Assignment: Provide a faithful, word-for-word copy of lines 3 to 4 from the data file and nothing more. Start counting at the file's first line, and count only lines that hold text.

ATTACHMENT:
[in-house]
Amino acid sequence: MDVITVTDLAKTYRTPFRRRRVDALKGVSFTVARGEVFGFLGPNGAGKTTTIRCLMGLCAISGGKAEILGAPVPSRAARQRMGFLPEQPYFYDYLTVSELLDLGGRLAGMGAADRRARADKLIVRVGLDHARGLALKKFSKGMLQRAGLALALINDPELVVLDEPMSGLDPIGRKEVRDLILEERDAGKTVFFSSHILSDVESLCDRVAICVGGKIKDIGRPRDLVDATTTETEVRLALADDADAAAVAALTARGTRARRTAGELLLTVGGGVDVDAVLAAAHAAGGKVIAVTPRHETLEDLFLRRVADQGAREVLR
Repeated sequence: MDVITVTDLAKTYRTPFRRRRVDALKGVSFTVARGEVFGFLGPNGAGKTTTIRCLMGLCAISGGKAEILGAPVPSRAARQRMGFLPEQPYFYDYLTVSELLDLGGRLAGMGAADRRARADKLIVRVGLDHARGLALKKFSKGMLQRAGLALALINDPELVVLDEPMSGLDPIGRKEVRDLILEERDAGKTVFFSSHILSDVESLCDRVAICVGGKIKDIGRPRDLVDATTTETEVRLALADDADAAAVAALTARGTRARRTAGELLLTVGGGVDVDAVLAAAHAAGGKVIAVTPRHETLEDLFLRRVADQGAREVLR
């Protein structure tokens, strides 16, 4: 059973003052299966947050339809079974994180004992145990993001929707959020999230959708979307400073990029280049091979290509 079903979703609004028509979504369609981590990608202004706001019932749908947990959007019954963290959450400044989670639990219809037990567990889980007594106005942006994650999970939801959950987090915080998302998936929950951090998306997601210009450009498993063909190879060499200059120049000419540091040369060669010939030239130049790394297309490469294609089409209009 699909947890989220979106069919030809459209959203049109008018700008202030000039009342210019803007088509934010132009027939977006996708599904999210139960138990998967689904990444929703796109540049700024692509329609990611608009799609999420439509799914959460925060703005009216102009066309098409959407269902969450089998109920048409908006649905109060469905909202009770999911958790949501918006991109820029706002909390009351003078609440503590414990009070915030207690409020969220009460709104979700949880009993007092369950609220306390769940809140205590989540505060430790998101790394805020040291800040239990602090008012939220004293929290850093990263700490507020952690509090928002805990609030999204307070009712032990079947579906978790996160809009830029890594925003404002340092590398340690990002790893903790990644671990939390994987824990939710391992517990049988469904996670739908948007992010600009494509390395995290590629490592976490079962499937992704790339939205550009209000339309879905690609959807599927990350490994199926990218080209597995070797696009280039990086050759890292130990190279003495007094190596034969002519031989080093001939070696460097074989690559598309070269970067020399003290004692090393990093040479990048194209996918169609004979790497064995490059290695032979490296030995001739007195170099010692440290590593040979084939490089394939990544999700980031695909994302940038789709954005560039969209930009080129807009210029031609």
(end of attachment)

Repeated sequence: MDVITVTDLAKTYRTPFRRRRVDALKGVSFTVARGEVFGFLGPNGAGKTTTIRCLMGLCAISGGKAEILGAPVPSRAARQRMGFLPEQPYFYDYLTVSELLDLGGRLAGMGAADRRARADKLIVRVGLDHARGLALKKFSKGMLQRAGLALALINDPELVVLDEPMSGLDPIGRKEVRDLILEERDAGKTVFFSSHILSDVESLCDRVAICVGGKIKDIGRPRDLVDATTTETEVRLALADDADAAAVAALTARGTRARRTAGELLLTVGGGVDVDAVLAAAHAAGGKVIAVTPRHETLEDLFLRRVADQGAREVLR
């Protein structure tokens, strides 16, 4: 059973003052299966947050339809079974994180004992145990993001929707959020999230959708979307400073990029280049091979290509 079903979703609004028509979504369609981590990608202004706001019932749908947990959007019954963290959450400044989670639990219809037990567990889980007594106005942006994650999970939801959950987090915080998302998936929950951090998306997601210009450009498993063909190879060499200059120049000419540091040369060669010939030239130049790394297309490469294609089409209009 699909947890989220979106069919030809459209959203049109008018700008202030000039009342210019803007088509934010132009027939977006996708599904999210139960138990998967689904990444929703796109540049700024692509329609990611608009799609999420439509799914959460925060703005009216102009066309098409959407269902969450089998109920048409908006649905109060469905909202009770999911958790949501918006991109820029706002909390009351003078609440503590414990009070915030207690409020969220009460709104979700949880009993007092369950609220306390769940809140205590989540505060430790998101790394805020040291800040239990602090008012939220004293929290850093990263700490507020952690509090928002805990609030999204307070009712032990079947579906978790996160809009830029890594925003404002340092590398340690990002790893903790990644671990939390994987824990939710391992517990049988469904996670739908948007992010600009494509390395995290590629490592976490079962499937992704790339939205550009209000339309879905690609959807599927990350490994199926990218080209597995070797696009280039990086050759890292130990190279003495007094190596034969002519031989080093001939070696460097074989690559598309070269970067020399003290004692090393990093040479990048194209996918169609004979790497064995490059290695032979490296030995001739007195170099010692440290590593040979084939490089394939990544999700980031695909994302940038789709954005560039969209930009080129807009210029031609």